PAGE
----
Cableway Installations for Passengers

Summary


The aim of the directive is to govern the safe construction and operation of cableway installations. The directive covers funicular railways, cliff lifts, cable cars, gondolas, chair lifts and drag lifts as well as subsystems and safety components. Any cableway built after May 2004 must comply as must any existing cableway modified after this date.

The directive contains administrative and protection requirements. Protection requirements are detailed in the relevant standards. Administrative requirements include a CE logo, a Declaration of Conformity and a Technical File.

This process requires a notified body, of which there are none currently operating in the UK, and an Authorisation body, which in the UK is the Secretary of State for Transport. Notified bodies are required to check whether safety components and subsystems comply with essential requirements of the directive.

Authorisation is achieved through two separate stages. Firstly, the main contractor applies to the Authorisation body, which grants authorization when it is satisfied the system will be safe, complies with essential requirements of the directive and the competence of those involved. They also consider engineering and environmental factors. Secondly, the operator must apply to the Authorisation body that grant authorisation when satisfied the system has been installed correctly and the system for monitoring safety is adequate.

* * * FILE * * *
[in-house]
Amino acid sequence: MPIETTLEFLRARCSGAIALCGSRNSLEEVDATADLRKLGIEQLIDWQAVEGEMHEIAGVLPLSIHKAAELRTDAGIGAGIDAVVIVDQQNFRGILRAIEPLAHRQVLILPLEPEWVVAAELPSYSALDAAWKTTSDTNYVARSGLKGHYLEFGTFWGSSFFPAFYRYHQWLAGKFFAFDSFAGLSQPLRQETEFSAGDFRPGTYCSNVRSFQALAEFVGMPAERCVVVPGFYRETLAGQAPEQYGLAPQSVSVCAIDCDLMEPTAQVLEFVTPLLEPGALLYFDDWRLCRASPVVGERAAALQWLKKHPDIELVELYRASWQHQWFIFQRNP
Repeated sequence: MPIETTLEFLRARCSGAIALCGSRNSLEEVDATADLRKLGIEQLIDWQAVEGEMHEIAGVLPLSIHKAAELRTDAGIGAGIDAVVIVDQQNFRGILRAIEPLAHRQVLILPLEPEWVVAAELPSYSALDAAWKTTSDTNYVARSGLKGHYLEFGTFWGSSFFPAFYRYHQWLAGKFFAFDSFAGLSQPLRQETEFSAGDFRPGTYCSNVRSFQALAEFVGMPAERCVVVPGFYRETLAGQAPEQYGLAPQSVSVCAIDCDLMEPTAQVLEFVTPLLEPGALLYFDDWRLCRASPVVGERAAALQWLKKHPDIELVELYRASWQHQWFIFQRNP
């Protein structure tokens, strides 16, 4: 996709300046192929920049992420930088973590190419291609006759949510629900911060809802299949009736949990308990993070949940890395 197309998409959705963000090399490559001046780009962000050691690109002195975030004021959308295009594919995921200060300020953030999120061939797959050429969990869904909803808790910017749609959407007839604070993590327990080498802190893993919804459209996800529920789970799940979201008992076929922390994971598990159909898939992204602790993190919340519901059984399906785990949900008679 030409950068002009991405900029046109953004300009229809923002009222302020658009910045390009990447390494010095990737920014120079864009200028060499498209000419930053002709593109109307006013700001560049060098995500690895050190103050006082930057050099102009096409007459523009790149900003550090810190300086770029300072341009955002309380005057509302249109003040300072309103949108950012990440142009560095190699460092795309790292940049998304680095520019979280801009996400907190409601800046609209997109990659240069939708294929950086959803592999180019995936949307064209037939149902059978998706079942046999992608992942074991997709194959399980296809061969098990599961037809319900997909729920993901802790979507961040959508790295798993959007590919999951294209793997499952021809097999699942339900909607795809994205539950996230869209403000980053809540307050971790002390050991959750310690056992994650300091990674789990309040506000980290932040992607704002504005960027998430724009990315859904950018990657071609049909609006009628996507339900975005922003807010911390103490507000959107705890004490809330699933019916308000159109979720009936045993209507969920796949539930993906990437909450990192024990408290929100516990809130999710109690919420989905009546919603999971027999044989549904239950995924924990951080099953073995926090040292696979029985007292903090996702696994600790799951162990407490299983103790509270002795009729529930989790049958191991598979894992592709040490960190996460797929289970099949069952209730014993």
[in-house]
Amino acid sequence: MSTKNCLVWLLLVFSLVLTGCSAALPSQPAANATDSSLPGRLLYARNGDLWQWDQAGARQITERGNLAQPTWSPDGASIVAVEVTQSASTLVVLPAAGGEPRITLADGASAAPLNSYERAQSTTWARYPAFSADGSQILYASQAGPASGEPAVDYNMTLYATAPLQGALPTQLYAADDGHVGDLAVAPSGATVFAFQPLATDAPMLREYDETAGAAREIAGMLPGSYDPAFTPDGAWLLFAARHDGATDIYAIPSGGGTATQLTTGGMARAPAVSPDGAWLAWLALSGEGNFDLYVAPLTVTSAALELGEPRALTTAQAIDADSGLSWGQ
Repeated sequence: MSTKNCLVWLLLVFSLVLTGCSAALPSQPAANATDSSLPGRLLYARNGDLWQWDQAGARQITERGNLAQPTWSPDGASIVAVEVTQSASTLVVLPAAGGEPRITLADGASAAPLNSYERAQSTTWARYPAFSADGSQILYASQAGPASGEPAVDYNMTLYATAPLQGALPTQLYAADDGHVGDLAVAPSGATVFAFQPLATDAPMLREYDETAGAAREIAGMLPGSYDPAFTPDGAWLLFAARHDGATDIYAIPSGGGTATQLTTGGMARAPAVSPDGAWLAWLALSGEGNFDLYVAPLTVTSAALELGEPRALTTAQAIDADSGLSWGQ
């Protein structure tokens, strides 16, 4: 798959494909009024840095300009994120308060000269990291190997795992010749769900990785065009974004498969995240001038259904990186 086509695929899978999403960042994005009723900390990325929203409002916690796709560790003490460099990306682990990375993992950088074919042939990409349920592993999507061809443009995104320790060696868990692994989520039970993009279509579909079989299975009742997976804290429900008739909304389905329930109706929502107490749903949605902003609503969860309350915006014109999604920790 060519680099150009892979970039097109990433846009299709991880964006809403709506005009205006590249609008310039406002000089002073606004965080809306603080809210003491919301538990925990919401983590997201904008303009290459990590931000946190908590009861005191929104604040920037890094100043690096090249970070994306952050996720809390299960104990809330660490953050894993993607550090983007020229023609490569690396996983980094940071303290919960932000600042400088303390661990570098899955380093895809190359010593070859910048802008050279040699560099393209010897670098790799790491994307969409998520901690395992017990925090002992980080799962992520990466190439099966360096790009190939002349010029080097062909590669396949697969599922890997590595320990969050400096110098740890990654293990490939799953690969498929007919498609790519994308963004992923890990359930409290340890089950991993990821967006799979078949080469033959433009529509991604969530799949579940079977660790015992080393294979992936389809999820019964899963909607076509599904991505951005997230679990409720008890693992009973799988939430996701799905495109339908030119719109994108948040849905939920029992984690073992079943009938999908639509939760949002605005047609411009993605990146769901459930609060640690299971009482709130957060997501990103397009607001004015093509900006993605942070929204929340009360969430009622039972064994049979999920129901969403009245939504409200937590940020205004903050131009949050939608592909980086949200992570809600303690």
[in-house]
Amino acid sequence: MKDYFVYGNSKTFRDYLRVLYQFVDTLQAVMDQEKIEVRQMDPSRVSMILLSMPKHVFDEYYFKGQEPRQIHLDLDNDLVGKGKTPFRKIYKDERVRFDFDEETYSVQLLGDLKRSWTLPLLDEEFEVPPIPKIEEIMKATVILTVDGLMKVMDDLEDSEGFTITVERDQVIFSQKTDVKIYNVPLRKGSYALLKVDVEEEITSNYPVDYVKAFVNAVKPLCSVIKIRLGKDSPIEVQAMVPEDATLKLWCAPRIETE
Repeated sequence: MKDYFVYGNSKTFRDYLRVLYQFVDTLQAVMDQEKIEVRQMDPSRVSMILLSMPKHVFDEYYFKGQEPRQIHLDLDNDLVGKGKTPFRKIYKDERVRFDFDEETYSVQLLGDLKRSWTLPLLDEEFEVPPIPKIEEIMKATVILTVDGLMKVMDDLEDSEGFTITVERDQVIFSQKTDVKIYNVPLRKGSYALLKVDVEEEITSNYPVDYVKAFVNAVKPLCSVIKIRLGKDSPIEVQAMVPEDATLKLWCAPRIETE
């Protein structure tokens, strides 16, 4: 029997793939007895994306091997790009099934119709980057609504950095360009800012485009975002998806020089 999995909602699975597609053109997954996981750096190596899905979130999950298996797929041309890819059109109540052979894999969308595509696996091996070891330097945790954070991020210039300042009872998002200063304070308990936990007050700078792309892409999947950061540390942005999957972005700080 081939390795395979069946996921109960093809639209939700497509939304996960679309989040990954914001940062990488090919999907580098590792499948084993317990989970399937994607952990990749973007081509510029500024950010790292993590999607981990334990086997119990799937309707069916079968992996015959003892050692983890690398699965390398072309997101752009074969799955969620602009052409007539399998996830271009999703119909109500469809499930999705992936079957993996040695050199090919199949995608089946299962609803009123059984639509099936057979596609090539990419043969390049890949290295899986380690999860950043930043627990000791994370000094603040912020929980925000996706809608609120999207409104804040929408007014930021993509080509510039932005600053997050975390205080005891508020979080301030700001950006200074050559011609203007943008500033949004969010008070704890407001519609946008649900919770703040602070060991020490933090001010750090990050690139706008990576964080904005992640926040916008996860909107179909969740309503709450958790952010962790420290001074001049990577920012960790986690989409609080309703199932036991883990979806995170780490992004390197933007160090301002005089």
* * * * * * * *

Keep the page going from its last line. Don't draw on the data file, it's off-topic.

Purpose


The Cableway Installations Directive 2000/09/EC is a New Approach Directive created under article 100a of the Treaty of Rome. Like all Article 100a directives, it has the primary objective of helping to create a single European market in goods and services, with the objective of providing producers and consumers with the benefits of economies of scale that this offers.

In particular, Directive 2000/9/EC is intended to facilitate the safe construction and operation of all cableway installations throughout the EU. This is to be achieved by harmonising national laws regarding the design, manufacture and conformity assessment of the components of cableway installations designed to carry persons, allowing their free movement across borders.

Scope


The Directive covers cableway installations such as funicular railways, cliff lifts, cable-cars, gondolas, chair-lifts and drag-lifts built after 3rd May 2004, and also the subsystems and safety components which comprise such installations.

The Directive applies to all new installations. Also, while it is not actually retrospective, the provisions apply to installations predating the Directive which undergo modifications. Modifications to exiting cable ways therefore require authorisation before they can be put into operation.

Requirements


As with the other New Approach directives, the Cableway Installations Directive has both Administrative and Protection requirements. The protection requirements are those relating to the safety of the product and are detailed in the standards which implement the Directive. The administration requirements are as follows;

  • the product must be marked with the CE logo
  • the manufacturer (or their authorised representative) must complete a specified form of Declaration of Conformity, listing the Directives to which they claim compliance and the documents (standards) used to justify that claim